May 24, 2013
5 / 6
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stuartw
Visited during the tournament and played immediatly afterward.Wonderful example of modern trend back to strategic golf.Some suggest it is the Augusta of Australia although I suspect the members might prefer to think of Augusta as the Karrinyup of the US.Playing surfaces are certainly Augusta like in their quality, but the bush is wild and a little scary, and that is a good thing.Its a huge course - big hills and massively wide fairways with lots of room to move. Pure sand based course, but bunkers kept to a minimum with each trap placed for a specific reason, rather than just scattering them everywhere which seems common elsewhere (Melbourne sandbelt for example). The player decides where to go, not the architect.The best in WA by a million miles, and the number of courses in Australia that are as good or better is a very small number. Very private and so not readily accessible, but not at all pompous or arrogant - if you do get in the gate you are treated as family.
February 06, 2013
6 / 6
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AS
Having played the best of what W.A. has to offer over the years (Port Kennedy, Vines, Joondalup, Albany, Mt Lawley, Meadow Springs, etc) I was eagerly awaiting my first visit to LKCC. I was not disappointed: a mature, classic, undulating track that is very tough without being unfair, tricked up or overly long. I left with the feeling that I had played a real golf course that had examined every part of my game. The greens were certainly hard and fast and all had meaningful borrows. There were lots of left to right dog legs as one of your other contributors observes and, if I had to be critical, maybe too many. I loved the opening hole, the par five 3rd, the 8th of course and the 17th to name just a few. The weakest hole was possibly the 12th, the little par 3. Certainly a top course that has the reputation it deserves and I cannot wait to return.
May 25, 2009
6 / 6
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William Johnson
February 08, 2011
Beautiful settings, lengthened course since Johnny Walker Classic and ability to hit a golf ball standing only 1 metre away from a Kangaroo!
josh
Visiting from the UK and I must say i like what i see. I play at an old Surrey healthland club and this to me would seem to be the local equivalent of Sunningdale, Walton Heath and Swinley Forest rolled into one, but with better weather. No heather of course, but the place seems to have acheived that happy knack of lovely golf on a grand scale, without actually making it seem pretentious or contrived. A very quiet place with only a few members who potter about and know how to behave but are still fun, and the only spectators are the Kangaroos. The course is sublime, tough and challenging to match the best in the world, but still enjoyable for all comers. It has held Australian Opens and I can see why, the only place to play in Perth if you can get invited.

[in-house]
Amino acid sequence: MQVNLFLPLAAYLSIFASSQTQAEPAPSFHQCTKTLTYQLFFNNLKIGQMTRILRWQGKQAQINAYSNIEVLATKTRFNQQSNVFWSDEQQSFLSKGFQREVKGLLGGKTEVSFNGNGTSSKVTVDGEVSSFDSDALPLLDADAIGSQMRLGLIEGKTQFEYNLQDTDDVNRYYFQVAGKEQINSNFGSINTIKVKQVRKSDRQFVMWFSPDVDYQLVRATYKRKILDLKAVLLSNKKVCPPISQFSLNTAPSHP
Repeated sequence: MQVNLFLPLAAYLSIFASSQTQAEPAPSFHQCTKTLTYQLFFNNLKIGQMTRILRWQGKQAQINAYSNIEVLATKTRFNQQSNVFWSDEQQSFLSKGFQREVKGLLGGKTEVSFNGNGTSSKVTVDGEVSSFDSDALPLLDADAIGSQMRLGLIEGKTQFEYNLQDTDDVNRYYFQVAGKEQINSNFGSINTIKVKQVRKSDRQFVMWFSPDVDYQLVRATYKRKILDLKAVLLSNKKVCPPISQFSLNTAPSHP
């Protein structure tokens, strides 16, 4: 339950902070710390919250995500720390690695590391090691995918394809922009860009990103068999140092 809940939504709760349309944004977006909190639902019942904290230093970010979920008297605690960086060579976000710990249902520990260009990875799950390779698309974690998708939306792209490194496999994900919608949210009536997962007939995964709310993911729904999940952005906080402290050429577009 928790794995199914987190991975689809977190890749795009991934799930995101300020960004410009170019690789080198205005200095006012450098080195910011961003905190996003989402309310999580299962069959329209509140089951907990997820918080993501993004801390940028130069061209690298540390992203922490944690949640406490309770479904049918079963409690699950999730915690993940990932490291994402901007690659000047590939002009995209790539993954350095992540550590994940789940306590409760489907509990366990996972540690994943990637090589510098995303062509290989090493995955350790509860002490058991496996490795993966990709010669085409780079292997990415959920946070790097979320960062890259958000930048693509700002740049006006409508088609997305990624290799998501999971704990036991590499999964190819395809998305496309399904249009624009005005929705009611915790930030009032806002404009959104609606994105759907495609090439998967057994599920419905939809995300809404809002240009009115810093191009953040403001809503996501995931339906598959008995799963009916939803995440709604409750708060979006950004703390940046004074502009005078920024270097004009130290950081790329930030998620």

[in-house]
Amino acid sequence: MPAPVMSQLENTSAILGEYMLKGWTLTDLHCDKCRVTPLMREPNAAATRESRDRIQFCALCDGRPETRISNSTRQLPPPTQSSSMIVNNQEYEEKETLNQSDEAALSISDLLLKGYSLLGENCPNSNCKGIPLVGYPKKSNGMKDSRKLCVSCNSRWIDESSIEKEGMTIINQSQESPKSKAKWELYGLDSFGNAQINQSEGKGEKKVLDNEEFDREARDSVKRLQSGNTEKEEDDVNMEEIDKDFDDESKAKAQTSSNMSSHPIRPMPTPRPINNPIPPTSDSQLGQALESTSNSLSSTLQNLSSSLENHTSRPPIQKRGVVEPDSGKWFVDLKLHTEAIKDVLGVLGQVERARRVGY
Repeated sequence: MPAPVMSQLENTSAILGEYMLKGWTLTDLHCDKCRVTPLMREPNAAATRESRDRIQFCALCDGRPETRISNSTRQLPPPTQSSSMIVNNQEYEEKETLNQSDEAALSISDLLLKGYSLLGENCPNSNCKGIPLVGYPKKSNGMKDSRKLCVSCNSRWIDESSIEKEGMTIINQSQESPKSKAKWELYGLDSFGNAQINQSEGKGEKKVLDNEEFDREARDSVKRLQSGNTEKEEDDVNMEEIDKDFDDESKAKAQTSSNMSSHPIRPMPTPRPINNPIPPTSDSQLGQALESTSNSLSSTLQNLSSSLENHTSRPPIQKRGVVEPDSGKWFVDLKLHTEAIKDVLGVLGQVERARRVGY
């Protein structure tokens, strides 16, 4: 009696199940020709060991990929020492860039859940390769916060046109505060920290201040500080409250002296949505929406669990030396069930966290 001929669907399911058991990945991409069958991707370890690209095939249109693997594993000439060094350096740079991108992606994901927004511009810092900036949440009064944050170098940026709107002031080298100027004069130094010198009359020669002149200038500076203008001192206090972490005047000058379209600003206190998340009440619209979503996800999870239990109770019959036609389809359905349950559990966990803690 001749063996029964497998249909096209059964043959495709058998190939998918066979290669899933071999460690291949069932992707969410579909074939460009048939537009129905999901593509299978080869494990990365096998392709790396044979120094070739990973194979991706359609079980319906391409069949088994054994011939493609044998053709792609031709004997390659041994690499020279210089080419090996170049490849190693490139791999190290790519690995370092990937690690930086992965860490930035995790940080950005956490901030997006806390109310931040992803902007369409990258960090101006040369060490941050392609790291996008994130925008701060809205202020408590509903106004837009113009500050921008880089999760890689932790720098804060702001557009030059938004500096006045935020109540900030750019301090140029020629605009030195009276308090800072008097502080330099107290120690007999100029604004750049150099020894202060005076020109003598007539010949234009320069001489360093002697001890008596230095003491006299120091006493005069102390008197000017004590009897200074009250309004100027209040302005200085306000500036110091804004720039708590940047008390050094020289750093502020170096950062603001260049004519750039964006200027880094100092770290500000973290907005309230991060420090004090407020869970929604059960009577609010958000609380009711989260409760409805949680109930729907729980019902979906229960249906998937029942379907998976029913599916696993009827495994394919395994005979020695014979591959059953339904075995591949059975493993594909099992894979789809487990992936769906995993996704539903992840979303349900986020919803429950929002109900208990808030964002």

March 31, 2009
6 / 6
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Steve
Holy guacamole batman - what a course. We simply do not have courses like this in America, or if we do I am not allowed on them. Taken out by a member friend on a sunny windy day (it is always windy in Perth) and stunned to my socks. Stunning condition as you would expect from a club with this lineage, but so so much fun. Lovely generous farways rolling over hills, with huge rolling greens in the mode of Royal Melbourne - hard and fast requiring a game that I simply do not have, but had fun trying. The bounce of the ball is everything here - to get to the pin you need to drive to the correct part of the fairway and then play some really imaginative shots to get over and around bunkers and undulations. Australian sandbelt golf at its best - playing surfaces sublime, the rest is rough and scraggy with snakes., kangaroos and god knows what else creeping about in the bush; put this in america and they would be playing US opens on it and the peasants would not be let within 100 miles of the place. And the wind!!!! And to cap it off, a old old private club with no idiots allowed, just nice ordinary local members who would not let me buy the drinks
December 13, 2008
6 / 6
Lake Karrinyup (Championship)
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Brian
The combination of magnificant course and crusty, exclusive old club is hard to match - and this place is both with bells on.Getting in the gate is hard, but once in you are made welcome. In the middle of suburbia, but almost totally secluded from the outside world - one of those places that is completley comfortable with its place in the world but sees no need to advertise the fact.Course is a gem, fabulous conditioning (although the new greens on the back 9 need a little more time to settle) tough but with options for the lesser play, and with endless variety and challenge. Nothing tricky or gimmicky, just understated quality.
October 20, 2008
6 / 6